Bonnie says (and I agree with her) that "Twenty First Century Learners Need Tech-Savvy Teachers."
Are you one of them?
Today’s post is chock-filled with Bonnie Bracey Sutton’s technology resources for teachers and librarians. There’s a lot to consume, so I will leave this post up longer than usual. Also, be sure to share it with your colleagues.
What are the ingredients for technology success? Some of these resources can be recipes for your success.
Edutopia is the magazine, Web site, and video documentaries published by The George Lucas Educational Foundation (GLEF). Founded in 1991 by filmmaker George Lucas, the Foundation documents and disseminates information about exemplary programs in K-12 schools to help spread these practices nationwide. A nonprofit organization, GLEF serves their mission through the creation of media: films, books, documentaries, the magazine Edutopia, e-newsletters, and I have learned and worked with this organization since 1992.
Edutopia media celebrates unsung heroes who are making “Edutopia” a reality. The word Edutopia represents an ideal educational landscape, where students are motivated to learn and teachers are energized by the excitement of teaching. In these schools, parents and other professionals from the community — architects, artists, physicians, and writers, among others — contribute their expertise and resources.
Technology is readily available and enables students, teachers, and administrators to seek knowledge and expertise beyond the school building. “Edutopia” is a vision of powerful teaching and learning.
With the goal of having educators and parents, as well as business and community leaders involved in making change in education, the Edutopia resources show best practices in many different ways
Their ingredients for success in using technology:
* Engage: Project-Based Learning
* Connect: Integrated Studies
* Share: Cooperative Learning
* Expand: Comprehensive Assessment
* Coach: Intellectual and Emotional Guide
* Learn: Teaching as Apprenticeship
* Adopt: Technology
* Reorganize: Resources
* Involve: Parents
* Include: Community Partners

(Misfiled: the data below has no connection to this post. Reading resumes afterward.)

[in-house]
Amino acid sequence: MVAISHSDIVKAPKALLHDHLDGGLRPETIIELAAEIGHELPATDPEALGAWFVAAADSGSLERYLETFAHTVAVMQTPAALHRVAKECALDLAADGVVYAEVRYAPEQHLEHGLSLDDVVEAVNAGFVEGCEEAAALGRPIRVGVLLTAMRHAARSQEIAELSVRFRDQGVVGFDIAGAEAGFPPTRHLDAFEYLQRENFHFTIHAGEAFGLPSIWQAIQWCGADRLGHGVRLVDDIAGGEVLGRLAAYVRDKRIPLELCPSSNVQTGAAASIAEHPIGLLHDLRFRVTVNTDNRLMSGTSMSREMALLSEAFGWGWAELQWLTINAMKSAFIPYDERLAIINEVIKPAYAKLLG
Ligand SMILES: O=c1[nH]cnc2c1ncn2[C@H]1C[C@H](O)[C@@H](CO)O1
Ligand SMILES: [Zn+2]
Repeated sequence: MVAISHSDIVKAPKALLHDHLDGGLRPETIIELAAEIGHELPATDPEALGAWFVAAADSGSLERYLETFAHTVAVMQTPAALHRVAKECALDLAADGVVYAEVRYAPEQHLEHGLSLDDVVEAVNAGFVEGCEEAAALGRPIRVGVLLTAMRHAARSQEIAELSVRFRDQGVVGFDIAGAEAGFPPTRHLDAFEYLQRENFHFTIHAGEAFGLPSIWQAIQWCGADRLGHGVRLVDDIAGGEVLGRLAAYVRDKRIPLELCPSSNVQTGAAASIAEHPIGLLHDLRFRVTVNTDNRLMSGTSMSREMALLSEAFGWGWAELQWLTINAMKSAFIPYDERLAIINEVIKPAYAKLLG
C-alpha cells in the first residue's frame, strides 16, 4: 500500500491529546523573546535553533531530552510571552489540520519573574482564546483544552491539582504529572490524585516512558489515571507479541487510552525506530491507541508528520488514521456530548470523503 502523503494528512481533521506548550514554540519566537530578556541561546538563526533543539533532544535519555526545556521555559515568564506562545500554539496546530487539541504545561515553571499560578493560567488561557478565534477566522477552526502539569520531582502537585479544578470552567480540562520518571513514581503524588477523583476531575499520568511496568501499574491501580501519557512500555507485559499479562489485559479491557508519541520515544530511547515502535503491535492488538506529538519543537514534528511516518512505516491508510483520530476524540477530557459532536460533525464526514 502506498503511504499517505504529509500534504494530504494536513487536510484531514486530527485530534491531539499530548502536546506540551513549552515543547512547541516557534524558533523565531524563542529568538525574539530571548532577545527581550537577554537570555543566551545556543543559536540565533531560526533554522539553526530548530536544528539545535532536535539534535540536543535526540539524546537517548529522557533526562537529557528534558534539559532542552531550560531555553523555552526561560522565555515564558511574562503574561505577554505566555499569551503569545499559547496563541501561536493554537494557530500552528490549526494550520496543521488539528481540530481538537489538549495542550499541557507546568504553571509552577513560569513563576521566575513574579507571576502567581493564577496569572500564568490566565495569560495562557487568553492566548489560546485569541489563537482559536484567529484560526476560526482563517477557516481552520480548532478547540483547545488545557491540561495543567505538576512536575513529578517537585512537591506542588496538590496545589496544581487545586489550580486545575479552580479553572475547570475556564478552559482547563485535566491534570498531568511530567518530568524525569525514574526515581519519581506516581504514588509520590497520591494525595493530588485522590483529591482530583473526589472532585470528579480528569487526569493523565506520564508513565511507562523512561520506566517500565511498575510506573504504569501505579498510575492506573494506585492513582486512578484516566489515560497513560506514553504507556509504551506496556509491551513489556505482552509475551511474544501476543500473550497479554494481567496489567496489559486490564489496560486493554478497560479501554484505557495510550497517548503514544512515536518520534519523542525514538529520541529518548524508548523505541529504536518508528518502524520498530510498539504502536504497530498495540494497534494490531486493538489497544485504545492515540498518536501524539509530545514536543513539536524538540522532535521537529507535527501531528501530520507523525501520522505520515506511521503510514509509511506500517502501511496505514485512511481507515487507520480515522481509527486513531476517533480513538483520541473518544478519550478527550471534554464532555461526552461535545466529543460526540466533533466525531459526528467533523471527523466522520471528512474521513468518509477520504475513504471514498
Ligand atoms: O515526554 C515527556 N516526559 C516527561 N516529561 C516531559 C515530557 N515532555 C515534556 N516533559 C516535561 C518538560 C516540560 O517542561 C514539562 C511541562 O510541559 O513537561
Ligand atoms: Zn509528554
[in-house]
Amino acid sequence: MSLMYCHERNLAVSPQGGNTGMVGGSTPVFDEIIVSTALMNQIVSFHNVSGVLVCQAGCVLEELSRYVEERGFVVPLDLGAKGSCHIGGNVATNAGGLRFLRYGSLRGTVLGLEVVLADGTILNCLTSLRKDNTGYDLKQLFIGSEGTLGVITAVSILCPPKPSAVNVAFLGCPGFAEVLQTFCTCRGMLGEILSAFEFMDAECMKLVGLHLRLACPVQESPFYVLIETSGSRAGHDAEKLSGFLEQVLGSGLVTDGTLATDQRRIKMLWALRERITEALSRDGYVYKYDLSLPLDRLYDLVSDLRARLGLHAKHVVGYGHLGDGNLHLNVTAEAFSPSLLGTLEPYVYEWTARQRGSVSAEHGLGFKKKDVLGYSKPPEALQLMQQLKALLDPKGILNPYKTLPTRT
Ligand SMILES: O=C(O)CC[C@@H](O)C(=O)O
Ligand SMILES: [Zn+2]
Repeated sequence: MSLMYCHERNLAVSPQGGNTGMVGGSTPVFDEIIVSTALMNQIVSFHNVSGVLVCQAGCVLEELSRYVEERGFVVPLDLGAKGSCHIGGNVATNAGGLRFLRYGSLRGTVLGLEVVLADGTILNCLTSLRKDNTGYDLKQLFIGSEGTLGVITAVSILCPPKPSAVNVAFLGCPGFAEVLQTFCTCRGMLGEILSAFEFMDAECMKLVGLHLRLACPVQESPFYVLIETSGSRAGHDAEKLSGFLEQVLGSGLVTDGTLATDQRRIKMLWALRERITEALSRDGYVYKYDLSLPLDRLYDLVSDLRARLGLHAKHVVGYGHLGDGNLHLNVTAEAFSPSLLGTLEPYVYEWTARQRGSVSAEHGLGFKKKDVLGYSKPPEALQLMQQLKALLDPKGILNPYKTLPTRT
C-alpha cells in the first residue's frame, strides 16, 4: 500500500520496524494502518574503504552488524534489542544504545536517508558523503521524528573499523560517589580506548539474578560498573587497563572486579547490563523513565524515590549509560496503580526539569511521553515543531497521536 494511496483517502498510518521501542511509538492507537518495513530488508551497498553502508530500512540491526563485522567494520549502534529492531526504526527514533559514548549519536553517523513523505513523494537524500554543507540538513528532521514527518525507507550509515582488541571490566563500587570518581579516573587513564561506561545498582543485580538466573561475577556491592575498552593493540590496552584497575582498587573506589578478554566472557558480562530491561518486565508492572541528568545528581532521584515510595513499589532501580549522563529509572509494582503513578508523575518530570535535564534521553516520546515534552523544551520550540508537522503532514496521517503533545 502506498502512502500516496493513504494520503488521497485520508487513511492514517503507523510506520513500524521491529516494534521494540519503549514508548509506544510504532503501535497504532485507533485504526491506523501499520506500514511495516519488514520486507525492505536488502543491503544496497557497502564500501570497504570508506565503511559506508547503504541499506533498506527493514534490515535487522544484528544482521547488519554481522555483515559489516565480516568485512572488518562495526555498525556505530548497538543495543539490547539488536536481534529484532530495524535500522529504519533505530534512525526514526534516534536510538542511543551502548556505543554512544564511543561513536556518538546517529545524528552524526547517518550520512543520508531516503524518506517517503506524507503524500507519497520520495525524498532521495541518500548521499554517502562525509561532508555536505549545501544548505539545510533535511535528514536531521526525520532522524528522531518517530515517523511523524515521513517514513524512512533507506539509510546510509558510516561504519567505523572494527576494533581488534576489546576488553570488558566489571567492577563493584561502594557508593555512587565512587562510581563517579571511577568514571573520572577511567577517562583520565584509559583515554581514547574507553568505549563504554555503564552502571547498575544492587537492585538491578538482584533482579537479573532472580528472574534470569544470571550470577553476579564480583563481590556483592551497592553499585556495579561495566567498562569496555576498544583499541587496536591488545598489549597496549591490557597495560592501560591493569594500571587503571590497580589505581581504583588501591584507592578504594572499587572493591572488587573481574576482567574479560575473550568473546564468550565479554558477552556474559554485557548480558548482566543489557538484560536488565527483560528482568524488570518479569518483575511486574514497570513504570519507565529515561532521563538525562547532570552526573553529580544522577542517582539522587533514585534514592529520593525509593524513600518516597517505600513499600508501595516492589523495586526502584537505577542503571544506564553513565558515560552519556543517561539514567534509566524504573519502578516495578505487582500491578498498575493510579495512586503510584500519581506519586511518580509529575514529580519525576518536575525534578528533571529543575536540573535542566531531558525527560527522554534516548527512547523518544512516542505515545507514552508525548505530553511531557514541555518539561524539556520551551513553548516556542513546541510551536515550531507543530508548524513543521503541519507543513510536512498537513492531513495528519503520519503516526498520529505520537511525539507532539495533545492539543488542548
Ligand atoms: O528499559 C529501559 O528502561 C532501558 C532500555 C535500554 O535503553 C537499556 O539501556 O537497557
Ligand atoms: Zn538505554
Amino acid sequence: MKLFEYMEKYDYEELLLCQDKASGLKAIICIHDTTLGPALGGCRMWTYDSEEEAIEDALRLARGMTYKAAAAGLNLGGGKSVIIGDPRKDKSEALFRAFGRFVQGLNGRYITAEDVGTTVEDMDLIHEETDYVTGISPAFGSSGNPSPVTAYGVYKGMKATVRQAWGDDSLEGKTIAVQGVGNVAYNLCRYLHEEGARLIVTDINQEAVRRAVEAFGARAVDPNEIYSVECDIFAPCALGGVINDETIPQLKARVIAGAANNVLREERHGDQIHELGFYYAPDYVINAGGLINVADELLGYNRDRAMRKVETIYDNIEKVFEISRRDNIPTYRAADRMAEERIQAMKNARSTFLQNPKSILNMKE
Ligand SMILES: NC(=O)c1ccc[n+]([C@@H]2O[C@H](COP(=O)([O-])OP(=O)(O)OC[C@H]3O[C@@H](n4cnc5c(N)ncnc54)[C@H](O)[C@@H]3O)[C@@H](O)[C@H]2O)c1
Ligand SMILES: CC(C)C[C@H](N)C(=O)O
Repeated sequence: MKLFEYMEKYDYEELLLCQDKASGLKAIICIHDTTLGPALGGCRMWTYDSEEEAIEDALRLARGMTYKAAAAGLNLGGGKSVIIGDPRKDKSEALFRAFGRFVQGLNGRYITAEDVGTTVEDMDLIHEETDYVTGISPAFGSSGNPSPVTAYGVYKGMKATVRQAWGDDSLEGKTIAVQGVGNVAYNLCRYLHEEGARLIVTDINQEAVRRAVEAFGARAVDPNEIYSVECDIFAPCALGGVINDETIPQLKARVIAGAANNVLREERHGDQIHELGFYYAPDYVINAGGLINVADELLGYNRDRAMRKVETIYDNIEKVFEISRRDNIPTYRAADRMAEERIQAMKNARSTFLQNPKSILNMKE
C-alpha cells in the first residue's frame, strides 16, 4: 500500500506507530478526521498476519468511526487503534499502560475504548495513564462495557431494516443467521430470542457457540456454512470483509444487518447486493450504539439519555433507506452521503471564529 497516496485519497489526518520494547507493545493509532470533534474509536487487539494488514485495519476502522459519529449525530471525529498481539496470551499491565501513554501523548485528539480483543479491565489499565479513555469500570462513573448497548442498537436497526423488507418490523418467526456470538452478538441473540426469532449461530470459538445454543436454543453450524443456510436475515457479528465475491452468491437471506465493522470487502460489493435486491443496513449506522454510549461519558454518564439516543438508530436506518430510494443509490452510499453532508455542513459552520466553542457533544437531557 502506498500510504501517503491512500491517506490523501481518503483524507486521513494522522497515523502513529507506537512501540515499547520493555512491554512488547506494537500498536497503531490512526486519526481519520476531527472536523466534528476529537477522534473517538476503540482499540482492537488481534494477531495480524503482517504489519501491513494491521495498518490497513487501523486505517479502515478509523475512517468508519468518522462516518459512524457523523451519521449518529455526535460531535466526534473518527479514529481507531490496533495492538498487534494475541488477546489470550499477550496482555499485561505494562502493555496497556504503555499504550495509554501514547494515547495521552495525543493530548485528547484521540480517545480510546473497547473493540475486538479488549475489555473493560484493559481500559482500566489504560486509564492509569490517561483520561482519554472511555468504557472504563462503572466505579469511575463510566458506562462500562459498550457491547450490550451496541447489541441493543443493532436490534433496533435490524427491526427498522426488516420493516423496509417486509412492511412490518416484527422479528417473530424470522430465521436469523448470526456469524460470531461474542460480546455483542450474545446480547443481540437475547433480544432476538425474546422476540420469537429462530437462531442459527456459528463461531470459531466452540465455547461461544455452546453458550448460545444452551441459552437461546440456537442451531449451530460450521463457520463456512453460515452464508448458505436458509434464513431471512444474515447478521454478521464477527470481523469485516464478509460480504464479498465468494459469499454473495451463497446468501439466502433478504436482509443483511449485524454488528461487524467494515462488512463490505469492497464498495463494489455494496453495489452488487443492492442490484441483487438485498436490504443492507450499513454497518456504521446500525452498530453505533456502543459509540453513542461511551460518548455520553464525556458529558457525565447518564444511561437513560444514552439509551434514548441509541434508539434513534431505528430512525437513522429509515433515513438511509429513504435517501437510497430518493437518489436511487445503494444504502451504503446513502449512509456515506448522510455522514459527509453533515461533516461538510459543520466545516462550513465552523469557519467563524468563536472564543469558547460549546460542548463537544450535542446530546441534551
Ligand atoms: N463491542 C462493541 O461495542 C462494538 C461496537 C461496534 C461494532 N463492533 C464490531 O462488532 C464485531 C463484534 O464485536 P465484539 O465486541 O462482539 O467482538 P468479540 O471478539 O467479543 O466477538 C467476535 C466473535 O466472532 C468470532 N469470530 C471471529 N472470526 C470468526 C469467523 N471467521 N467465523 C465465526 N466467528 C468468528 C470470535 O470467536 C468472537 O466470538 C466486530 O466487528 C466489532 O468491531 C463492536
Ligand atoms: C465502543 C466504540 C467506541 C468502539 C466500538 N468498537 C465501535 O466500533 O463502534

I especially like the way in which they share professional development.
Here are those tools:
Professional Development Modules ( free)
Teacher Training( from Edutopia)
The free teaching modules were developed by education faculty and professional developers for their colleagues. They can be employed as extension units in existing courses or can be used independently in workshops and meetings. You can change and modify these to suit your learning community.
Each module includes articles, video footage, PowerPoint presentations, and class activities. They draw from the wealth of the Foundation’s archives of best practices and correlate with ISTE/NCATE NETS standards.
* Based Learning (updated)
* Technology Integration (updated)
* Assessment (updated)
Then there is Intel and teacher tools and a philosphy that helps to transition into the
various 21st century skills . There is an entire Teach Program at INTEL
"With the help of technology, teachers will be leaders in the transformation of education around the world." – Craig R. Barrett – Chairman, Intel Corporation
Free tools and resources for educators support collaborative student-centered learning. Online thinking tools are active learning places where students engage in robust discussions, pursue investigations, analyze complex information, and solve problems.
*The Thinking Tools are undergoing maintenance. During this time, you may use the Teacher Workspace to edit or create projects, but your students will be unable to login or complete their projects. We apologize for the inconvenience.
Visual Ranking Tool
Identify and refine criteria for assigning ranking to a list; and then debate differences, reach consensus, and organize ideas.
Seeing Reason Tool
Investigate relationships in complex systems, creating maps that communicate understanding.
Showing Evidence Tool
Construct well-reasoned arguments that are supported by evidence, using a visual framework.
I’d like to thank Bonnie for supplying readers with such useful information. And if you can believe it, there’s more tomorrow.